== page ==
Friday was a busy day for letters to and from Speaker McCarthy. The Speaker wrote a letter to the President inviting him to appear before a joint session of Congress on February 7 to deliver the annual State of the Union address. It will be a night of high drama as it will be Biden’s first appearance before a divided Congress. From the budget to Ukraine there will be much for the President to address.
The second letter was to Speaker McCarthy from Treasury Secretary Yellen advising him the US will hit the statutory debt ceiling next Thursday, January 19. In the letter the Secretary informs the Congressional leadership that like her Democratic and Republican predecessors she will start using the “extraordinary measures” approved by Congress. While no “drop dead” date was given Yellen told Congress that the extraordinary measures should hold off any potential government default until at least June.
The Secretary said that US Government cash flows are very difficult to predict and hence she will keep Congress informed as the Department is able to better gauge the eventual date when an increase in the debt ceiling will be needed. Obviously, this is one of the most important markets-related stories in DC in the coming months and I will be following it very closely.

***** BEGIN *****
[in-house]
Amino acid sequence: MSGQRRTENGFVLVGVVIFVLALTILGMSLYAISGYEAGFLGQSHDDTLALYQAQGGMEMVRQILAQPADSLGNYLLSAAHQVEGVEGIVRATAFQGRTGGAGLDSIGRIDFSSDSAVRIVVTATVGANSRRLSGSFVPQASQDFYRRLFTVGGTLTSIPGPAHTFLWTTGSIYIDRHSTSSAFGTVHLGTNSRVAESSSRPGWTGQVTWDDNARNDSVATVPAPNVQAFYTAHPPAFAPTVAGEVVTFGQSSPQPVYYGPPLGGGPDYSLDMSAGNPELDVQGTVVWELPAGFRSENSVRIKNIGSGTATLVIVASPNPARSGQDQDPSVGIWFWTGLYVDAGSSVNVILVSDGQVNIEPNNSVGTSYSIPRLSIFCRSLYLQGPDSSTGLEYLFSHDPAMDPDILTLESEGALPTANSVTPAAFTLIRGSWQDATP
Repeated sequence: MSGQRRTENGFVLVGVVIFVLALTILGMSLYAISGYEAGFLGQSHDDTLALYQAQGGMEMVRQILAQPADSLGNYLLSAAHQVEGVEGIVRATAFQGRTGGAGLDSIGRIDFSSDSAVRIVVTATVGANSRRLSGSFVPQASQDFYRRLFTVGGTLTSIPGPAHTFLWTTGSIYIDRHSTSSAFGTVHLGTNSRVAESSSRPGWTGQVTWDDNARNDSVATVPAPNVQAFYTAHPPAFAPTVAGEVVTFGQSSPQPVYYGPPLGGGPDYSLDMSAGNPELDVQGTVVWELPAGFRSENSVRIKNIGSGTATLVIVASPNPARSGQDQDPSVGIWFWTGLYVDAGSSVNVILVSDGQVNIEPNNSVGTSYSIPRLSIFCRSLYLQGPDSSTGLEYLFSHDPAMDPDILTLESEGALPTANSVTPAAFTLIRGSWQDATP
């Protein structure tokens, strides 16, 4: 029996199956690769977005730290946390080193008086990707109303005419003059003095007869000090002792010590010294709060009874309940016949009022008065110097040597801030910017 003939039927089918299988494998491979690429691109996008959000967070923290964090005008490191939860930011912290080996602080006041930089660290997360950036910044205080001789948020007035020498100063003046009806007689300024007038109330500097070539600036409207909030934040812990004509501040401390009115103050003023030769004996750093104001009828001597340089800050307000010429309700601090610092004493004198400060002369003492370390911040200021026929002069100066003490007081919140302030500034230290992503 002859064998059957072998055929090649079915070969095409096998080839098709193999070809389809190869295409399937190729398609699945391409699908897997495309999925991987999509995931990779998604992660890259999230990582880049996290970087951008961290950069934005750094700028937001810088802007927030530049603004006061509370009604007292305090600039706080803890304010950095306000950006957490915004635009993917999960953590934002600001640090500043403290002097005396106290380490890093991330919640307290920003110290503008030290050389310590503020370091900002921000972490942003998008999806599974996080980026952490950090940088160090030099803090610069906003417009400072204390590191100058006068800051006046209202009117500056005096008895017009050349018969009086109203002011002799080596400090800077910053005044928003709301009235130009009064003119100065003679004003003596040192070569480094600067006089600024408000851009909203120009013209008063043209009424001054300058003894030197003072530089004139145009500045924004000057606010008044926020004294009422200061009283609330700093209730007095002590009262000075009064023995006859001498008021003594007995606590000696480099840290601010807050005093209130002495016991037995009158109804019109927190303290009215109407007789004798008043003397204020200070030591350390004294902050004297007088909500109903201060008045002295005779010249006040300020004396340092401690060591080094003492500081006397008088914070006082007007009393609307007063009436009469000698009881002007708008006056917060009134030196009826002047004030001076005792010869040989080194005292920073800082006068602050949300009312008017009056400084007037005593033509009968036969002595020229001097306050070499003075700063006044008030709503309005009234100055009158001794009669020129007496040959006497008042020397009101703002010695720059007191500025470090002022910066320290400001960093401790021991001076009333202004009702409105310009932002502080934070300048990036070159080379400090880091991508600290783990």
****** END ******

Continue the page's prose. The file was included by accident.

House starts business
With the drama over the Speaker’s vote complete the House got down to its basic business of organizing Committees and passing high priority Republican bills. High on the list was a proposal to create a new Select Committee on the Strategic Competition Between the United States and the Chinese Communist Party. In a surprise to many, Democrats joined their Republican colleagues in voting for the new Select Committee, and the final vote was a bipartisan 365 to 65. Former Speaker Nancy Pelosi was among the Democrats supporting the measure.
The vote shows how Democrats will act as they move from the majority to the minority, selectively looking for bipartisanship. It will be an interesting dynamic—with Republicans holding only a five-seat majority, the Democrats may have several cards to play in the coming months.